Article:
South Korea to Increase Medical School Quotas for the First Time in 19 Years

SEOUL — The South Korean government is set to announce a significant increase in medical school enrollment quotas this week, a move aimed at addressing the persistent shortage of doctors in remote areas and specialized medical fields, despite facing opposition from within the medical community.

According to Yonhap News Agency, this decision marks the first expansion of medical school quotas in 19 years, with the current limit at 3,058 students.

The proposed plan involves raising the annual enrollment quota by up to 2,000 students from the existing cap, starting in 2025. This initiative targets improving the availability of healthcare services in non-metropolitan and remote regions and bolstering essential medical disciplines such as pediatrics and emergency care.

However, the government's proposal has met with resistance from doctors, who argue that increasing the quota will dilute the quality of medical education and services. They contend that alternative solutions should be explored to better distribute physicians across the country and enhance their compensation.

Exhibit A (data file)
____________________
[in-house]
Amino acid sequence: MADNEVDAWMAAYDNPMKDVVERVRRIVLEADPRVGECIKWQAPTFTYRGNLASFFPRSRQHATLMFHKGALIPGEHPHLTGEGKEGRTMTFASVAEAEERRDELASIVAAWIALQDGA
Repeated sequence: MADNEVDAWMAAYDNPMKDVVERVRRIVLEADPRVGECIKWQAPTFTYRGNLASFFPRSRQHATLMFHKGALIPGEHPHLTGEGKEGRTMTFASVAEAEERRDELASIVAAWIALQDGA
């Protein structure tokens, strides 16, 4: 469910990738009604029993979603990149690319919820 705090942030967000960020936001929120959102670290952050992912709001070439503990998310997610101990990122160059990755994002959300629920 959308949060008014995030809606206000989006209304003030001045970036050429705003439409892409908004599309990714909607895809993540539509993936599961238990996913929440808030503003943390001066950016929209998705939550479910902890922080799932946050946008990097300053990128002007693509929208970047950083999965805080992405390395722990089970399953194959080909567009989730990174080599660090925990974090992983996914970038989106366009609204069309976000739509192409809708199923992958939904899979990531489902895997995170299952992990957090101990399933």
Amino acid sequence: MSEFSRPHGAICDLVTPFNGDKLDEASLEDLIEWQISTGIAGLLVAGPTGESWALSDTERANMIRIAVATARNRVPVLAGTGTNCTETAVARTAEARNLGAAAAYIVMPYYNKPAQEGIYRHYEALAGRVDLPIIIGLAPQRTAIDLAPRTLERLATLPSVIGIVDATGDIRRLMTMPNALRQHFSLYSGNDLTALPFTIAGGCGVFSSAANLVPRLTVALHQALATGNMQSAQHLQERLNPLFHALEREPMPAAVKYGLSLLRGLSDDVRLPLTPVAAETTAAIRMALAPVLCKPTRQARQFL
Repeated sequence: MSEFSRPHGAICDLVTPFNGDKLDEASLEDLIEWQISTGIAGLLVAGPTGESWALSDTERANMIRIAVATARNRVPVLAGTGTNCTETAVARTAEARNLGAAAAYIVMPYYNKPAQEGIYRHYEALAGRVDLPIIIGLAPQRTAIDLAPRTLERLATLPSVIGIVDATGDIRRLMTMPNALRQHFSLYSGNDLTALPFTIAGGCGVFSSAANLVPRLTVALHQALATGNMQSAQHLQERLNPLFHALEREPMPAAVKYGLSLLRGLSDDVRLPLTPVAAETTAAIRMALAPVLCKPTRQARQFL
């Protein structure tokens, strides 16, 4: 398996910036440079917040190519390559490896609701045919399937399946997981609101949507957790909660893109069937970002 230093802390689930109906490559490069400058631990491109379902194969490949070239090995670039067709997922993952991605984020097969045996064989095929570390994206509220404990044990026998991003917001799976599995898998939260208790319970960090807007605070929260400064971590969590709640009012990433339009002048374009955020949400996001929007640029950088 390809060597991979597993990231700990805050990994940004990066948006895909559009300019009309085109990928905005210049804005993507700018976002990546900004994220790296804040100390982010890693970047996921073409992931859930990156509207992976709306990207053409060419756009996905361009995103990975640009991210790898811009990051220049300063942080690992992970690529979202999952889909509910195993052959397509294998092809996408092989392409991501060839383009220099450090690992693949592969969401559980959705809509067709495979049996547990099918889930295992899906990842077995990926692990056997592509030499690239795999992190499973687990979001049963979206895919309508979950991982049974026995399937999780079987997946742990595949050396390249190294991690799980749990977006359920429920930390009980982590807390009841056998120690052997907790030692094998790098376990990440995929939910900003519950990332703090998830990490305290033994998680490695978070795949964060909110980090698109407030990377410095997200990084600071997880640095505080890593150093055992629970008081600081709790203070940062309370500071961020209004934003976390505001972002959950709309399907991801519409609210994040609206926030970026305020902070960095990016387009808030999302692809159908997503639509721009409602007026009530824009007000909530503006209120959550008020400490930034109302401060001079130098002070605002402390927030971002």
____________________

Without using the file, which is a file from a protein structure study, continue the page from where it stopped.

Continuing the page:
During a government-public debate on medical reform, health officials emphasized the urgency of the quota increase, citing a projected shortfall of 15,000 doctors by 2035. President Yoon Suk Yeol expressed his determination to proceed with the expansion of medical personnel as a crucial step towards revitalizing local and essential medical services.

In conjunction with the quota increase, the government intends to unveil a series of measures designed to motivate doctors to specialize in critical medical fields and work in underserved regions, which have experienced notable declines in medical staff numbers.

The health ministry highlighted the disparity in the doctor-to-population ratio, noting that South Korea's figure of 5.6 doctors per 1,000 people significantly lags behind the average among member countries of the Organization for Economic Cooperation and Development (OECD).

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